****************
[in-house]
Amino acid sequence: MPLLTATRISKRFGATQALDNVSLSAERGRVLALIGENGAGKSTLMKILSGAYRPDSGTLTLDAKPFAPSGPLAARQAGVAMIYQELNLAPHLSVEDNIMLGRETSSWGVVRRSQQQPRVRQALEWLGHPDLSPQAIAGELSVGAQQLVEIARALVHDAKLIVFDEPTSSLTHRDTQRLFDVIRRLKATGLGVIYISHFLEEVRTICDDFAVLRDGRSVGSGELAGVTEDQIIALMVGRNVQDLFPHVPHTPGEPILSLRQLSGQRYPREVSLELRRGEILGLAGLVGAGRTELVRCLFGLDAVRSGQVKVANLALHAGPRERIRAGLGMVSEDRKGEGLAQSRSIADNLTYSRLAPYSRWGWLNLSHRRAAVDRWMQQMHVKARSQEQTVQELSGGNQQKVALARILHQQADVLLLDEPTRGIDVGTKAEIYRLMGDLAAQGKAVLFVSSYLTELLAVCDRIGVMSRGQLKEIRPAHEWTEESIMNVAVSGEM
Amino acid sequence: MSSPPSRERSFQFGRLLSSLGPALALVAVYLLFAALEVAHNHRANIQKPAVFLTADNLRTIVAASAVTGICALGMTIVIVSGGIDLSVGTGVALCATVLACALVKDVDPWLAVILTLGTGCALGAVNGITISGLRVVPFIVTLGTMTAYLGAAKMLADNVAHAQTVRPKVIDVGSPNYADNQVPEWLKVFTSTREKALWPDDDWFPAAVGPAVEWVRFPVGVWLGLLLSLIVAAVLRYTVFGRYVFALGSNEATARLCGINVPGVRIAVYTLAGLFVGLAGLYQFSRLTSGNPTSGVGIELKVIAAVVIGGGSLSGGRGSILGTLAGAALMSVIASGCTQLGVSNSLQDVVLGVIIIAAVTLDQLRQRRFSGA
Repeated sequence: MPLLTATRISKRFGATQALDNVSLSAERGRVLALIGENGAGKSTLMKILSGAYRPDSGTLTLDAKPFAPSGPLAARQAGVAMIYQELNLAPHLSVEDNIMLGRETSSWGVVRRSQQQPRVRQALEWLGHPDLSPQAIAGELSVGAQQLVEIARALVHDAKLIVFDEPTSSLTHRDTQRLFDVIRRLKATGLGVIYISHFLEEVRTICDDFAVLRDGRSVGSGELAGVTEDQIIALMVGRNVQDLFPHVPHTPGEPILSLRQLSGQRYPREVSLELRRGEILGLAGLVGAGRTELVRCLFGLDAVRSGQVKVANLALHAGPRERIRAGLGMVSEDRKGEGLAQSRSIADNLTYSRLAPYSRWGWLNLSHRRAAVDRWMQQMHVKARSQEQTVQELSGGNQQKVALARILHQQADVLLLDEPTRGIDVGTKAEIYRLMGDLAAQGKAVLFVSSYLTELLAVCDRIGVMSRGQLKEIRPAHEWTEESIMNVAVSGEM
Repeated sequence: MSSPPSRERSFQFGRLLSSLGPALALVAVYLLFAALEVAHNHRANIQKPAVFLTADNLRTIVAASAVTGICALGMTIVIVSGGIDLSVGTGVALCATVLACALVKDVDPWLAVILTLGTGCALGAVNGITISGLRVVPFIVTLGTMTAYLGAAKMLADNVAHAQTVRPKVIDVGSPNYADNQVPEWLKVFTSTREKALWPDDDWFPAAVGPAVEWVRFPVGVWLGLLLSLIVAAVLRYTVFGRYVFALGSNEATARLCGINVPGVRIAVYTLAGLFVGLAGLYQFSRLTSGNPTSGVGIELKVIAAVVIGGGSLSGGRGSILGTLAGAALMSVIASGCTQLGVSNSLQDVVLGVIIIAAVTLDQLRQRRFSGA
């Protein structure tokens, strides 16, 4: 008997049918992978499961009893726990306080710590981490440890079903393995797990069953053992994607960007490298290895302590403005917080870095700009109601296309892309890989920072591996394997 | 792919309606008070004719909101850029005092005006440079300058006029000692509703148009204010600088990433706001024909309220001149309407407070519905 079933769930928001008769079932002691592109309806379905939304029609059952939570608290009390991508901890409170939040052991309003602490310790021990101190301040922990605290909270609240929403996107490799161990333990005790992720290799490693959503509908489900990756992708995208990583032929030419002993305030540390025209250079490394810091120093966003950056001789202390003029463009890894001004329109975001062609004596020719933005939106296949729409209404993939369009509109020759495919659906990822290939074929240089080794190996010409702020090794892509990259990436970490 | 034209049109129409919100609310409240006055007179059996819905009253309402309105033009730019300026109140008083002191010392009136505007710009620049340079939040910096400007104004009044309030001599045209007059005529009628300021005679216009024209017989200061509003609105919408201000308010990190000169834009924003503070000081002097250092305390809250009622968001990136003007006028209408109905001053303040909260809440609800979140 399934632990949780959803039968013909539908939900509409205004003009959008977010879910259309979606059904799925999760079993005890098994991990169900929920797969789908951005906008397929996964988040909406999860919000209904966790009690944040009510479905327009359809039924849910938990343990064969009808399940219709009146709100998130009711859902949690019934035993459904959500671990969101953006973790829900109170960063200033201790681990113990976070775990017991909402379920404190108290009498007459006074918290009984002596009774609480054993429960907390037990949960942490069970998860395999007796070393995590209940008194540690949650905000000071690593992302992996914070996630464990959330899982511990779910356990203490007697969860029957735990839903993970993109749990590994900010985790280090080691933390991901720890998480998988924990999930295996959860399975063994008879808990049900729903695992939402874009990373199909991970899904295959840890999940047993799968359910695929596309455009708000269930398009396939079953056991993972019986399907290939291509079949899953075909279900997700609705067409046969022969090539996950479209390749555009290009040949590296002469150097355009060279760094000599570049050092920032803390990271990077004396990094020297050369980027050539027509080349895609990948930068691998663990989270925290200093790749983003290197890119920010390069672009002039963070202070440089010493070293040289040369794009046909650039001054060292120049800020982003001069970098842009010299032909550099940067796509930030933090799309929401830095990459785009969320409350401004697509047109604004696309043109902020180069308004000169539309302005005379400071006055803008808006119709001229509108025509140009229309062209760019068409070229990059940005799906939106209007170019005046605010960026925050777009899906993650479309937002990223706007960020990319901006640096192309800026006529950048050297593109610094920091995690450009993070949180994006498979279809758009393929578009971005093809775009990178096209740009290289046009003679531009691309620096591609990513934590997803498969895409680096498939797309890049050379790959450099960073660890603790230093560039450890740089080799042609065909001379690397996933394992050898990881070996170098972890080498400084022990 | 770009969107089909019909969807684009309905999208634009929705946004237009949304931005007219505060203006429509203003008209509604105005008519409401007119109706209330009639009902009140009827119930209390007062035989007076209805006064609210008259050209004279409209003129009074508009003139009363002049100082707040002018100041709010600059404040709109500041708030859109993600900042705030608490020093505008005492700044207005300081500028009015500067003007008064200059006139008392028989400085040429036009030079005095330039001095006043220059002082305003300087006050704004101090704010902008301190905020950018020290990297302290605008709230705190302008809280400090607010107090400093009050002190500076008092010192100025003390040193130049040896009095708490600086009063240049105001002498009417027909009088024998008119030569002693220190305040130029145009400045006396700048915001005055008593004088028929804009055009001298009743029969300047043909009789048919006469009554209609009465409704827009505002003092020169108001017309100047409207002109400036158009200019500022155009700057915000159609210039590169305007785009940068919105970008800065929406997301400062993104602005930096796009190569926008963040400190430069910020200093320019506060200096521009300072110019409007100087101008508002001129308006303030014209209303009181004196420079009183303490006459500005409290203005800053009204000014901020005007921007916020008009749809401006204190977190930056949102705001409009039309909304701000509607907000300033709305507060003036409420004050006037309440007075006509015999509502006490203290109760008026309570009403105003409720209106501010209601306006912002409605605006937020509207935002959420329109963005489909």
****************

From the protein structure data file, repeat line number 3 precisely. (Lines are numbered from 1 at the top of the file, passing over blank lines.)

Amino acid sequence: MSSPPSRERSFQFGRLLSSLGPALALVAVYLLFAALEVAHNHRANIQKPAVFLTADNLRTIVAASAVTGICALGMTIVIVSGGIDLSVGTGVALCATVLACALVKDVDPWLAVILTLGTGCALGAVNGITISGLRVVPFIVTLGTMTAYLGAAKMLADNVAHAQTVRPKVIDVGSPNYADNQVPEWLKVFTSTREKALWPDDDWFPAAVGPAVEWVRFPVGVWLGLLLSLIVAAVLRYTVFGRYVFALGSNEATARLCGINVPGVRIAVYTLAGLFVGLAGLYQFSRLTSGNPTSGVGIELKVIAAVVIGGGSLSGGRGSILGTLAGAALMSVIASGCTQLGVSNSLQDVVLGVIIIAAVTLDQLRQRRFSGA